Keywords: Education, Efficiency, Productivity.
    JEL: I12
  3. By: David McKenzie (Development Research Group, World Bank); Hillel Rapoport (Department of Economics, Bar-Ilan University, CADRE, University of Lille II, and Stanford Center for International Development)
    Abstract: This paper examines the impact of migration on educational attainments in rural Mexico. Using historical migration rates by state to instrument for current migration, we find evidence of a significant negative effect of migration on schooling attendance and attainments of 12 to 18 year-old boys and of 16 to 18 year-old girls. IV-Censored Ordered Probit results show that living in a migrant household lowers the chances of boys completing junior high-school and of boys and girls completing high-school. The negative effect of migration on schooling is somewhat mitigated for younger girls with low educated mothers, which is consistent with remittances relaxing credit constraints on education investment for the very poor. However, for the majority of rural Mexican children, family migration depresses educational attainment. Comparison of the marginal effects of migration on school attendance and on participation to other activities shows that the observed decrease in schooling of 16 to 18 year olds is accounted for by current migration of boys and increases in housework for girls.
    Keywords: Migration, migrant networks, education attainments, Mexico
    JEL: O15 J61 D31
    Date: 2006–03
  4. By: Tiago Neves Sequeira (Departamento de Gestão e Economia, Universidade da Beira Interior)
    Abstract: Using a panel data approach we investigate whether schooling cause health or health cause schooling. We found evidence that supports the influence of the level of health in increases in education and the influence of education growth in health improvements. Both effects are present in poor countries but not in rich ones.
    Keywords: Education, Health
    JEL: I00 J24 O15 O50
    Date: 2007
  5. By: Booth, Alison L; Coles, Melvyn G; Gong, Xiaodong
    Abstract: We model educational investment and labour supply in a competitive economy with home and market production. Heterogeneous workers are assumed to have different productivities both at home and in the workplace. Following Rosen (1983), we show that there are private increasing returns to education at the labour market participation margin. We show that these depend directly on the elasticity of labour supply with respect to wages. Thus the increasing returns to education problem will be most relevant for women or other types with large enough home productivity. We estimate a three equation recursive model of working hours, wages and years of schooling, and find empirical support for the main predictions of the model.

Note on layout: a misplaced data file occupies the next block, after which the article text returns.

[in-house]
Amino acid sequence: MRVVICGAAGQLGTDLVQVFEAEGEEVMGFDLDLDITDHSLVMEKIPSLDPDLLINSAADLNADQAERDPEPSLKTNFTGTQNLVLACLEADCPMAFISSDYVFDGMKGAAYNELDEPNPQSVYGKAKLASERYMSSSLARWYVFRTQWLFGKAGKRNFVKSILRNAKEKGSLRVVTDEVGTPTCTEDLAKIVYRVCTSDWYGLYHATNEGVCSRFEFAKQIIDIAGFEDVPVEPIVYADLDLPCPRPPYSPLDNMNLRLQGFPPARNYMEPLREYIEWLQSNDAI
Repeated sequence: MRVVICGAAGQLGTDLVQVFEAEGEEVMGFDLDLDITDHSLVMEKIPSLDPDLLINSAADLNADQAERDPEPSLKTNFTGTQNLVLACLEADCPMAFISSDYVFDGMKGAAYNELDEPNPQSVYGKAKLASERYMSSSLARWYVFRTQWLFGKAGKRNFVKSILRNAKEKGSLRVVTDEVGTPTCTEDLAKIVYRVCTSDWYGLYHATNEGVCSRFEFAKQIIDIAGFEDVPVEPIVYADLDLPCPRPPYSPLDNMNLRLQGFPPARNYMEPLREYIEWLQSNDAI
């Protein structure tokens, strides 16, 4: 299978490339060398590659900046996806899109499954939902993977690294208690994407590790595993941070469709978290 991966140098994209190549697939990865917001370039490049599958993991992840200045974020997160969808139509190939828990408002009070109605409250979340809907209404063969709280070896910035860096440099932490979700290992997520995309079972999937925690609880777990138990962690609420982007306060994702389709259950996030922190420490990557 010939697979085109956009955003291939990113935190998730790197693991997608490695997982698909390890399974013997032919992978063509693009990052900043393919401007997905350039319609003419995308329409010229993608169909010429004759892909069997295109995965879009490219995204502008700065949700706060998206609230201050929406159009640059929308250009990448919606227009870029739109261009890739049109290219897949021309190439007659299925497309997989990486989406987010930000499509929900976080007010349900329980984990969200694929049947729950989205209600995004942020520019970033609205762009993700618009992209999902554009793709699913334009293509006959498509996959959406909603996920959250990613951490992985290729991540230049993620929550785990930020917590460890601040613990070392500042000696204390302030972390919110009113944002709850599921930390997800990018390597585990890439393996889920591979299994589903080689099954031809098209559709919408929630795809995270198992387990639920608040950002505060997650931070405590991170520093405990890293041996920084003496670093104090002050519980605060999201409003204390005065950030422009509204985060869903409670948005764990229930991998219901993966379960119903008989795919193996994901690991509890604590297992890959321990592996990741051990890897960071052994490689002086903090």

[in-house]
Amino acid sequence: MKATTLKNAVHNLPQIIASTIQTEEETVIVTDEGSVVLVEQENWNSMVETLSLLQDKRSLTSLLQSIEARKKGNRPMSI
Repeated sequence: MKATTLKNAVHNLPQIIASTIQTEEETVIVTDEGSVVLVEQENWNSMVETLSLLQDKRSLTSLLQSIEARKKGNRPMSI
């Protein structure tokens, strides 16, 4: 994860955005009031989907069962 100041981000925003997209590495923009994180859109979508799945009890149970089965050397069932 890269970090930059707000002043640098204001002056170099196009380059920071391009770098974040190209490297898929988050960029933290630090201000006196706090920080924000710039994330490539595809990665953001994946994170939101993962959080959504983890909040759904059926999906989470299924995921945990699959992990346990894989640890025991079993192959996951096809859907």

Keywords: home production; labour supply; returns to education
    JEL: J22 J24 J31
    Date: 2007–04
  6. By: Christian Belzil (GATE - Groupe d'analyse et de théorie économique - [CNRS : UMR5824] - [Université Lumière - Lyon II] - [Ecole Normale Supérieure Lettres et Sciences Humaines], IZA - Institute for the study of labor - [IZA][Institute for the study of labor]); Marco Leonardi (IZA - Institute for the study of labor - [IZA][Institute for the study of labor], Università degli studi di Milano - [Università di Milano][Università degli studi di Milano])
    Abstract: Using unique Italian panel data, in which individual differences in behavior toward risk are measured from answers to a lottery question, we investigate if (and to what extent) risk aversion can explain differences in schooling attainments. We formulate the schooling decision process as a reduced-form dynamic discrete choice. The model is estimated with a degree of flexibility virtually compatible with semiparametric likelihood techniques. We analyze how grade transition from one level to the next varies with preference heterogeneity (risk aversion), parental human capital, socioeconomic variables and persistent unobserved (to the econometrician) heterogeneity. We present evidence that schooling attainments decrease with risk aversion, but despite a statistically significant effect, differences in attitudes toward risk account for a modest portion of the probability of entering higher education. Differences in ability(ies) and in parental human capital are much more important. in the most general version of the model, the likelihood function is the joint probability of schooling attainments, and post-schooling wealth and risk aversion.